In addition, responding to the evolving pressures and needs of the energy market requires leaders to regularly assess, challenge and adapt their operating models. In a recent Gate One survey of 300 senior executives, more than half of respondents saw greater organisational agility as the biggest driver of their transformation efforts, namely creating the mindset, capabilities and systems that enable businesses to respond faster, repeatedly and more effectively than their competitors when faced with ever-increasing disruption. How energy companies can leverage technology to maximise productivity and do more with less, reconfiguring their cost base such that it is aligned to current trading conditions, remains a key consideration in this period of resume and rebuild.

How energy companies can leverage technology to maximise productivity and do more with less, reconfiguring their cost base such that it is aligned to current trading conditions, remains a key consideration in this period of resume and rebuild.

Recalibrate

Energy firms remain at the heart of a sustainable future and they continue to play a vital role in driving growth, collaboration and adoption of energy transition across adjacent sectors.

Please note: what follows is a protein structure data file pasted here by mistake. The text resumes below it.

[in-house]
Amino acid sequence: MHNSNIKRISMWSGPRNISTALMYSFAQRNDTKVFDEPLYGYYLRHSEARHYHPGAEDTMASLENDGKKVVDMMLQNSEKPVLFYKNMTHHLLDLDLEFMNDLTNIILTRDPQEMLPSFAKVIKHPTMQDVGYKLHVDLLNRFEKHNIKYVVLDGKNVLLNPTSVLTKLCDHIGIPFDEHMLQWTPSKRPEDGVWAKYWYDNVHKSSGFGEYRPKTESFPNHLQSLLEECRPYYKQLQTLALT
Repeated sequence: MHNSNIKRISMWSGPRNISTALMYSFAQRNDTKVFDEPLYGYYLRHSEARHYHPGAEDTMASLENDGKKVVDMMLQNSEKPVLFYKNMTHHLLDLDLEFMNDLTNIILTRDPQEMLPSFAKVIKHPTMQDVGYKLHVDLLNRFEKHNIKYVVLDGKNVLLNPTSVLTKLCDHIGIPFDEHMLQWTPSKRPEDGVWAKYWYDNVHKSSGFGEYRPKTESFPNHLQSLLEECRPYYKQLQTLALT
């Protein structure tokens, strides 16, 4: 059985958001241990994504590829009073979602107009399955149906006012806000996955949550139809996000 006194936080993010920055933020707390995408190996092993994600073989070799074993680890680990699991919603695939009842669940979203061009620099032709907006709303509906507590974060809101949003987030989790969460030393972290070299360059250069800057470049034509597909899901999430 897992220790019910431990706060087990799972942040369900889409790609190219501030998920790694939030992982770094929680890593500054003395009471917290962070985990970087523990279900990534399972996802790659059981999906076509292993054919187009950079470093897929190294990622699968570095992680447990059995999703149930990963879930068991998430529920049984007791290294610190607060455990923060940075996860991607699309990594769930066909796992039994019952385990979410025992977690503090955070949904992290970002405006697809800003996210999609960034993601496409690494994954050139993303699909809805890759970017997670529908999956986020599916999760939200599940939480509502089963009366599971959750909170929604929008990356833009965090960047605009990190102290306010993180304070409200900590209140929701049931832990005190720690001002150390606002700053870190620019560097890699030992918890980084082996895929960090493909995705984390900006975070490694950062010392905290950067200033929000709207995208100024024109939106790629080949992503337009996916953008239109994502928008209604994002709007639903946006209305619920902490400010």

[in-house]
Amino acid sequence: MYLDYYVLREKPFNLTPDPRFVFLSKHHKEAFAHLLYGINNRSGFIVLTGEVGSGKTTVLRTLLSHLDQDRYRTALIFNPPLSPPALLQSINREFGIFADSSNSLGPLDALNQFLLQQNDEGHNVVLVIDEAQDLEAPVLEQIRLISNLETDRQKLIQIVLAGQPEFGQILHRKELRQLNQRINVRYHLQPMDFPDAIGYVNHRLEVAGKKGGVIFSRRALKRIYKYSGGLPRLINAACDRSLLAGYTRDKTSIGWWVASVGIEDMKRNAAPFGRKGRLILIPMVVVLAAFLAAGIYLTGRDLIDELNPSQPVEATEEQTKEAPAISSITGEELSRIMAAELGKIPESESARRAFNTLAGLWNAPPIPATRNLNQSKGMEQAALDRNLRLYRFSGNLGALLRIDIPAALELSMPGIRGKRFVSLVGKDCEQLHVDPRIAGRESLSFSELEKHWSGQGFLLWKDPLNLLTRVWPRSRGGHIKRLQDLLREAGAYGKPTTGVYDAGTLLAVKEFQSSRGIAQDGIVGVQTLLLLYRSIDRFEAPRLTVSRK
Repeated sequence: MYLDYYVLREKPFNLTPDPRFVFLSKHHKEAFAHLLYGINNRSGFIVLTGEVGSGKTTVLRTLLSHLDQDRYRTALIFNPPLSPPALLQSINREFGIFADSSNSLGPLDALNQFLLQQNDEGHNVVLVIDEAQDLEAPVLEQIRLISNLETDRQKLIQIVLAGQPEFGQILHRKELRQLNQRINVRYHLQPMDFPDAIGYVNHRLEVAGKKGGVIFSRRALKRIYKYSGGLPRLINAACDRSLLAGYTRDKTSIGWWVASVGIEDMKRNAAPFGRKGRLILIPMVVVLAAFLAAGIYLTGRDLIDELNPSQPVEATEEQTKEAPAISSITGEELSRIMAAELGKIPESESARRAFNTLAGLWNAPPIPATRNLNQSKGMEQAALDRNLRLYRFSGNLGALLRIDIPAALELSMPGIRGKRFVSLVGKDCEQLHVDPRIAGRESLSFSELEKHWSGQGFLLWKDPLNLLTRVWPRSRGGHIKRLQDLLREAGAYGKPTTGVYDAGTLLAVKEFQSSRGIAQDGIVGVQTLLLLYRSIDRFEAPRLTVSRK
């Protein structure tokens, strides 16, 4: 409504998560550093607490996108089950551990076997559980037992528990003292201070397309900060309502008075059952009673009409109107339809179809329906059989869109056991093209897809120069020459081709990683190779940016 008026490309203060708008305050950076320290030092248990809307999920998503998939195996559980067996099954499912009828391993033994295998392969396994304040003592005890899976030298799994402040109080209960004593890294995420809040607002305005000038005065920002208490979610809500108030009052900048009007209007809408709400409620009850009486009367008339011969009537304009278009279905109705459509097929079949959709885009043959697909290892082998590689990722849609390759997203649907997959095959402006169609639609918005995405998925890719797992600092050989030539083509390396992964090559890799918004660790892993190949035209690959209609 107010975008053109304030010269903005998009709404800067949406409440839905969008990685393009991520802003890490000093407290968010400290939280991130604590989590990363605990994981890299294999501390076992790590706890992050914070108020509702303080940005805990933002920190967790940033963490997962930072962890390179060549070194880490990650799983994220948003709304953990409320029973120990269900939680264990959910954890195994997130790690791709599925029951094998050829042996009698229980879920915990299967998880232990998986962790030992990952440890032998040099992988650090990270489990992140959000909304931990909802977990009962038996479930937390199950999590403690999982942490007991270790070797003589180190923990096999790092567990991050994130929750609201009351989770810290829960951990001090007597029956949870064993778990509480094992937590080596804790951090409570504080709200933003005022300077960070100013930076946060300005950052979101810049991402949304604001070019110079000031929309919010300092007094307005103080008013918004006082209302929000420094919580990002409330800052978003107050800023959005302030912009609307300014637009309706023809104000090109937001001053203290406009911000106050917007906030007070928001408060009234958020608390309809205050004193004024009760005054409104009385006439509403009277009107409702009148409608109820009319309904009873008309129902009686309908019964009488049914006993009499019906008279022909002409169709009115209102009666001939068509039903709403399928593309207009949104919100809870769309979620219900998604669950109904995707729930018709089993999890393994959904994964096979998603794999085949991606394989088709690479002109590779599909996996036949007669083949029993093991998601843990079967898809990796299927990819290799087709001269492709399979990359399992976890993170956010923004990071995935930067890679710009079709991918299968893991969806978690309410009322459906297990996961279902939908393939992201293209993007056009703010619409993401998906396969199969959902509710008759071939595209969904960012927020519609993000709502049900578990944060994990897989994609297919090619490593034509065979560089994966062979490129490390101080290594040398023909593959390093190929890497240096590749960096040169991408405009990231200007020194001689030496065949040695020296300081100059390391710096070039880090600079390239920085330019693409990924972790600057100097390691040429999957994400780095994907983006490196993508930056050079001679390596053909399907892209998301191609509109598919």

Many major oil companies are increasing spend and diversifying into renewable and low carbon energy. Several of these companies have already announced large-scale restructures and investment plans to embrace new business models.

Recognising the need for alignment and collaboration, in December, BP, Eni, Equinor, Galp, Occidental, Repsol, Royal Dutch Shell and Total announced that they have jointly developed and agreed six energy ‘transition principles’ that underpin their contribution to the energy transition.1

While encouraging, the ambition and pace of change across the sector remains insufficient.

Most organisations recognise the need to accelerate their own understanding and response to the climate crisis. In particular:

  • understand their carbon footprint and reduce energy consumption
  • assess the maturity of current sustainability practices and performance
  • educate employees on their behaviours and consumption habits
  • engage across the supply chain – suppliers, clients and customers – to collaborate on net zero opportunities.
  • consider how they can work towards becoming net zero in the workplace, across operations and in the delivery of services
  • review the skills and capabilities the organisation requires to design, launch and extend new business models
  • increase the scale and ambition of their climate change action plans and embed these challenging targets into their core business strategy.